Edom may say, “Though we have been crushed, we will rebuild the ruins.”

But this is what the Lord Almighty says: “They may build, but I will demolish. They will be called the Wicked Land, a people always under the wrath of the Lord. You will see it with your own eyes and say, ‘Great is the Lord—even beyond the borders of Israel!’

Breaking Covenant Through Blemished Sacrifices

“A son honors his father, and a slave his master. If I am a father, where is the honor due me? If I am a master, where is the respect due me?” says the Lord Almighty.

“It is you priests who show contempt for my name.

“But you ask, ‘How have we shown contempt for your name?’

“By offering defiled food on my altar.

“But you ask, ‘How have we defiled you?’

“By saying that the Lord’s table is contemptible. When you offer blind animals for sacrifice, is that not wrong? When you sacrifice lame or diseased animals, is that not wrong? Try offering them to your governor! Would he be pleased with you? Would he accept you?” says the Lord Almighty.

“Now plead with God to be gracious to us. With such offerings from your hands, will he accept you?”—says the Lord Almighty.

10 “Oh, that one of you would shut the temple doors, so that you would not light useless fires on my altar! I am not pleased with you,” says the Lord Almighty, “and I will accept no offering from your hands. 11 My name will be great among the nations, from where the sun rises to where it sets. In every place incense and pure offerings will be brought to me, because my name will be great among the nations,” says the Lord Almighty.

12 “But you profane it by saying, ‘The Lord’s table is defiled,’ and, ‘Its food is contemptible.’ 13 And you say, ‘What a burden!’ and you sniff at it contemptuously,” says the Lord Almighty.

“When you bring injured, lame or diseased animals and offer them as sacrifices, should I accept them from your hands?” says the Lord. 14 “Cursed is the cheat who has an acceptable male in his flock and vows to give it, but then sacrifices a blemished animal to the Lord. For I am a great king,” says the Lord Almighty, “and my name is to be feared among the nations.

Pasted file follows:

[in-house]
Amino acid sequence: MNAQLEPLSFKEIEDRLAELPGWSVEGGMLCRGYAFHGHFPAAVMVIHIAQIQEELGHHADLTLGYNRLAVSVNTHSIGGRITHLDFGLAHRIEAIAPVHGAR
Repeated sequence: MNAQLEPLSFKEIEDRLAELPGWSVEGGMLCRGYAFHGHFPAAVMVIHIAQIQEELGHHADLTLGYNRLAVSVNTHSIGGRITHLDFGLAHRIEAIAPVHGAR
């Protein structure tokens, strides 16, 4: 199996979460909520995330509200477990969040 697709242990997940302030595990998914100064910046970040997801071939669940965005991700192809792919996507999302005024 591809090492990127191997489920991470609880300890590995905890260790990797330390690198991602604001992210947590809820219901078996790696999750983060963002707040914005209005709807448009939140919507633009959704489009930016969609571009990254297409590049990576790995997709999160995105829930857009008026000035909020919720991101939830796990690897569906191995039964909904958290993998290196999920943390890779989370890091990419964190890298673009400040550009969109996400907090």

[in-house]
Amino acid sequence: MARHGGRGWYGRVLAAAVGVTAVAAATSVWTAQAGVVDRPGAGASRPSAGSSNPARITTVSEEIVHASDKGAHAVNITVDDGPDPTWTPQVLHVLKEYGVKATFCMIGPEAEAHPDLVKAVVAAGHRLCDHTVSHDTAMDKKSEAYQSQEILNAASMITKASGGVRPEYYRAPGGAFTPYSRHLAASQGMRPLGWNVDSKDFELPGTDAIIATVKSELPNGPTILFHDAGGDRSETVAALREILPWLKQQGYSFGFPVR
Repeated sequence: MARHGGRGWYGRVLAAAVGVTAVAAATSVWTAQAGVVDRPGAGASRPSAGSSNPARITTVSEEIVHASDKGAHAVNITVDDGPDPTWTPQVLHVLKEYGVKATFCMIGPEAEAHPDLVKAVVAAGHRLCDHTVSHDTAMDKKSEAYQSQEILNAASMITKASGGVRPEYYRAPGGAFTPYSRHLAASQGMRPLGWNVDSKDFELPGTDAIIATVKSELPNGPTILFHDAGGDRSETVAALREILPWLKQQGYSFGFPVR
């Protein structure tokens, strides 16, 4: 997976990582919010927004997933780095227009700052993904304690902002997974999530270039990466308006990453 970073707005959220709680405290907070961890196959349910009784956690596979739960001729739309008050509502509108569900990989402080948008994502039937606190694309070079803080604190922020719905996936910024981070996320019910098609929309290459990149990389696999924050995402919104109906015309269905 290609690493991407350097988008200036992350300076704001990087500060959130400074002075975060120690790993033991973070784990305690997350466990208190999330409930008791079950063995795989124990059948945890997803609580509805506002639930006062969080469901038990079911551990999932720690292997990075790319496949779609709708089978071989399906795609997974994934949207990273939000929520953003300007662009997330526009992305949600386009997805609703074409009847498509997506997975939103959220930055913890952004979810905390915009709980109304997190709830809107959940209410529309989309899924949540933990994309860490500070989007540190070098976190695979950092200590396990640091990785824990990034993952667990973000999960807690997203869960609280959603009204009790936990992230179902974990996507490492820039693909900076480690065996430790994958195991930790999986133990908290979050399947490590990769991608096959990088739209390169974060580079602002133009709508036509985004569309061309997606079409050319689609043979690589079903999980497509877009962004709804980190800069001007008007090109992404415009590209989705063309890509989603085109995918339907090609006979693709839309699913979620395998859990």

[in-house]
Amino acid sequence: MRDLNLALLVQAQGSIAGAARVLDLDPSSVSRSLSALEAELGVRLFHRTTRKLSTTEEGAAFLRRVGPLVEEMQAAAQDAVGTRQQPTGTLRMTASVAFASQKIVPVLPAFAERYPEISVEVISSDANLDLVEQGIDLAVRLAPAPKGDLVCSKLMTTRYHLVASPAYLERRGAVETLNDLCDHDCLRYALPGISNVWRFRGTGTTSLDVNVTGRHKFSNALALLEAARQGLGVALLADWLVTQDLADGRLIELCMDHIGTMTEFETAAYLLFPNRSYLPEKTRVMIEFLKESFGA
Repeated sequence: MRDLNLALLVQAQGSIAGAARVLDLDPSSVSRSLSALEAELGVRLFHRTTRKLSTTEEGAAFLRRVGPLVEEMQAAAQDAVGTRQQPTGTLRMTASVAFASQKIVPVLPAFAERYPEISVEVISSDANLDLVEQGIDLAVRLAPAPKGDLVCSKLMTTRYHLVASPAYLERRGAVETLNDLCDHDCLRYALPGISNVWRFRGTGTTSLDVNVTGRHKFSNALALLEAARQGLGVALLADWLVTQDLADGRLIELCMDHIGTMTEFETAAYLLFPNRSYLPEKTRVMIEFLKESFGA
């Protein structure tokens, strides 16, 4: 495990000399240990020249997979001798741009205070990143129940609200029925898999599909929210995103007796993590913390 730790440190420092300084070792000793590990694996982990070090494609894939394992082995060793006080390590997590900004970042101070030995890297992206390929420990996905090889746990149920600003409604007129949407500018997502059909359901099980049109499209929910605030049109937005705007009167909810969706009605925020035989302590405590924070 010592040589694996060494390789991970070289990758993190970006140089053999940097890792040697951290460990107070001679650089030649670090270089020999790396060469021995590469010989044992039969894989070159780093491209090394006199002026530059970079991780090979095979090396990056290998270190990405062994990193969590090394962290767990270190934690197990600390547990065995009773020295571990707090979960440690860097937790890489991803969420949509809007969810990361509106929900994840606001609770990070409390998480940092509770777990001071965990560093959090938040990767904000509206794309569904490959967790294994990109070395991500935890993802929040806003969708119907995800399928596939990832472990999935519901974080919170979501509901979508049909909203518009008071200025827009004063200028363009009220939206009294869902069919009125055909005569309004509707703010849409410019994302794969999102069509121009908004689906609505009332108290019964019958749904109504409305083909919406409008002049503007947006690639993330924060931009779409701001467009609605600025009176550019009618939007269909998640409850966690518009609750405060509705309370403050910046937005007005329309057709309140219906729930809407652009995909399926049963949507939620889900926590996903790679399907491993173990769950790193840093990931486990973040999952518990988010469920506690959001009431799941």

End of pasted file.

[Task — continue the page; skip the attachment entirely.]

Footnotes:

  1. Malachi 1:1 Malachi means my messenger.
New International Version (NIV)

Holy Bible, New International Version®, NIV® Copyright ©1973, 1978, 1984, 2011 by Biblica, Inc.® Used by permission. All rights reserved worldwide.

Malachi 1 King James Version (KJV)

The burden of the word of the Lord to Israel by Malachi.

I have loved you, saith the Lord. Yet ye say, Wherein hast thou loved us? Was not Esau Jacob's brother? saith the Lord: yet I loved Jacob,

And I hated Esau, and laid his mountains and his heritage waste for the dragons of the wilderness.

Whereas Edom saith, We are impoverished, but we will return and build the desolate places; thus saith the Lord of hosts, They shall build, but I will throw down; and they shall call them, The border of wickedness, and, The people against whom the Lord hath indignation for ever.

And your eyes shall see, and ye shall say, The Lord will be magnified from the border of Israel.

A son honoureth his father, and a servant his master: if then I be a father, where is mine honour? and if I be a master, where is my fear? saith the Lord of hosts unto you, O priests, that despise my name. And ye say, Wherein have we despised thy name?

Ye offer polluted bread upon mine altar; and ye say, Wherein have we polluted thee? In that ye say, The table of the Lord is contemptible.

And if ye offer the blind for sacrifice, is it not evil? and if ye offer the lame and sick, is it not evil? offer it now unto thy governor; will he be pleased with thee, or accept thy person? saith the Lord of hosts.

And now, I pray you, beseech God that he will be gracious unto us: this hath been by your means: will he regard your persons? saith the Lord of hosts.

10 Who is there even among you that would shut the doors for nought? neither do ye kindle fire on mine altar for nought. I have no pleasure in you, saith the Lord of hosts, neither will I accept an offering at your hand.

11 For from the rising of the sun even unto the going down of the same my name shall be great among the Gentiles; and in every place incense shall be offered unto my name, and a pure offering: for my name shall be great among the heathen, saith the Lord of hosts.

12 But ye have profaned it, in that ye say, The table of the Lord is polluted; and the fruit thereof, even his meat, is contemptible.

13 Ye said also, Behold, what a weariness is it! and ye have snuffed at it, saith the Lord of hosts; and ye brought that which was torn, and the lame, and the sick; thus ye brought an offering: should I accept this of your hand? saith the Lord.

14 But cursed be the deceiver, which hath in his flock a male, and voweth, and sacrificeth unto the Lord a corrupt thing: for I am a great King, saith the Lord of hosts, and my name is dreadful among the heathen.